Biodiversity and ′living carbon′ are critical for our future | Asia| An in-depth look at news from across the continent | DW | 17.11.2017
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Biodiversity and 'living carbon' are critical for our future

This year's COP23 has built on innovative solutions that were introduced in COP21. This included changing our understanding of carbon's function, says Indian environmentalist Dr. Vandana Shiva.

From the Indian states of Assam, Bihar and Uttar Pradesh, where floods displaced 41 million people and killed nearly 500, to the destructive flooding of Houston and Mumbai or the California wildfires and the cyclones that have destroyed Puerto Rico, it is becoming increasingly evident that we are not living within the ecological limits and boundaries of our planet and are facing the consequences of violating the laws of nature.

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When we disrupt the Earth's self-regulating climate systems, we receive climate chaos and climate uncertainty, not predictable climate change, which we can "geo-engineer" or "genetically engineer" our way out of. Living systems evolve, adapt and regenerate; they are not engineered.

Over the past 200 years, a small part of humanity has trashed the planet - designing an economy fueled by coal, oil and gas and a knowledge system based on a mechanistic, reductionist and materialistic paradigm.

Vandana Shiva manthan44_shiva.jpg (DW)

Dr. Vandana Shiva

The extraction of fossil fuels (dead carbon) from the earth, burning it and putting uncontrollable emissions into the atmosphere leads to the rupture of the carbon cycle and, through it a destabilization of climate systems.

Steve McKevitt and Tony Ryan in the book Project Sunshine point out that all the coal, petroleum and natural gas we are burning and extracting was formed over 600 million years. We are burning up 20 million years of nature's work annually.

The carbon cycle is broken and we broke the cycle.

To get more living carbon from the atmosphere, we need to intensify our farms and forests biologically - in terms of both biodiversity and biomass.

The more biodiversity and biomass we grow, the more the plants fix atmospheric carbon and nitrogen, and reduce both emissions and the stocks of pollutants on the air. Carbon is returned to the soil through plants. That is why the connection between biodiversity and climate change is intimate.

Read more: Vandana Shiva, scholar and activist, India

The more the biodiversity and biomass intensification of forests and farms, the more organic matter is available which will be returned to the soil, thus reversing the trend towards desertification. This is a primary reason for displacement, which ultimately leads to uprooting of people and creation of refugees.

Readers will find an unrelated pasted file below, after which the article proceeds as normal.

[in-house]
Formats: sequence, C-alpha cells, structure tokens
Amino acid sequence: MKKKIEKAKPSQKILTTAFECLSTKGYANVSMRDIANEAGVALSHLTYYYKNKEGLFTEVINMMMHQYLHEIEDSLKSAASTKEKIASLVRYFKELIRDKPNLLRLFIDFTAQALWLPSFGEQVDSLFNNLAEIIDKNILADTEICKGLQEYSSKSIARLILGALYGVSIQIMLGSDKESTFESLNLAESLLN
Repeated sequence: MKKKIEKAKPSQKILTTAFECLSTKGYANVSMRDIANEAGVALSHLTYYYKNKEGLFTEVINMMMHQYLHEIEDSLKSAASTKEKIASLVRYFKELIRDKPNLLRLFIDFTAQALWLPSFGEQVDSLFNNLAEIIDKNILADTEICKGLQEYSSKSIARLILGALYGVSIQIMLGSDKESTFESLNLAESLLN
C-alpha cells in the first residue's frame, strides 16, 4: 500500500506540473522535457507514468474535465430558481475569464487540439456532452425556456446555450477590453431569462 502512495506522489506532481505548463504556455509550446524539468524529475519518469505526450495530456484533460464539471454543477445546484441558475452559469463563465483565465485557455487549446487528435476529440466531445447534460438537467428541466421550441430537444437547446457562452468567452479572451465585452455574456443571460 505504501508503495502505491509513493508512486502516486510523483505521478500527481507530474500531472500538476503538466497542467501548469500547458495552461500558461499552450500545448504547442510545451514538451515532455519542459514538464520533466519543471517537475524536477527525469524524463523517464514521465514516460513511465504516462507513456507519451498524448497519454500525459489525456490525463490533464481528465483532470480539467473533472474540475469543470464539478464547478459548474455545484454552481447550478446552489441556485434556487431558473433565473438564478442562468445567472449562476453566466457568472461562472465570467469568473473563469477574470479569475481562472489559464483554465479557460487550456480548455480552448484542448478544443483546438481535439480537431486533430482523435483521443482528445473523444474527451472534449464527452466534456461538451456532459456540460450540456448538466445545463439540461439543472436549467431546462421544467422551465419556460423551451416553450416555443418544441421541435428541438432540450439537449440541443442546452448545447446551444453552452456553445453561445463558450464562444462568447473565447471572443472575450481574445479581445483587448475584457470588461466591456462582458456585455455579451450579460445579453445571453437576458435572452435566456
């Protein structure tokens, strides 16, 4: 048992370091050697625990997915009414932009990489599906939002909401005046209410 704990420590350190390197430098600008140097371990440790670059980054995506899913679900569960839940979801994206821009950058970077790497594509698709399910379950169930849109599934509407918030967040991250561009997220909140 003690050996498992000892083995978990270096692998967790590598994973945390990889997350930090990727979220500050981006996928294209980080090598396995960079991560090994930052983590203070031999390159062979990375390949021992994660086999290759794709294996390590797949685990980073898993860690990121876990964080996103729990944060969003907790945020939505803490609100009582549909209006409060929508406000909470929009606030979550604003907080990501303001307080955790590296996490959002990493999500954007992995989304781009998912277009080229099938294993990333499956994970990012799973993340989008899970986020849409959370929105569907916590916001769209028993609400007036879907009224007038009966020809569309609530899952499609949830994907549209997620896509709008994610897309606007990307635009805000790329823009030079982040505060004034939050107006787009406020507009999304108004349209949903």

To repair the broken carbon cycle, we need to return to the seed, the soil and the sun in order to increase the living carbon in plants and in the soil. We need to remember that living carbon gives life and dead fossil carbon is disrupting living processes.

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We need to remember that with our care and consciousness, we can increase living carbon on the planet and increase the well-being of everyone. The more we grow it, the more we have. On the other hand, the more we exploit and use dead carbon, more pollution we create and the less we have for the future. Dead carbon must be left underground. This is an ethical obligation and ecological imperative.

This is why the term "decarbonization" - without qualification and distinction between living and dead carbon - is scientifically and ecologically inappropriate. If we decarbonize the economy, we would have no plants, which are living carbon. We would have no life on earth that creates and is sustained by living carbon. A decarbonized planet would be a dead planet.

We need to "re-carbonize" the world with living carbon. We need to "decarbonize" it of dead carbon. As we grow more living carbon through agro-ecology and organic farming, we have more fertile soils that produce more food and hold more water, thus increasing resilience to drought and floods.

Climate change, extreme natural events and climate disasters are becoming ever more frequent reminders that we are a part of the Earth, not apart from her. Every act of violence that disrupts ecological systems also threatens our lives.

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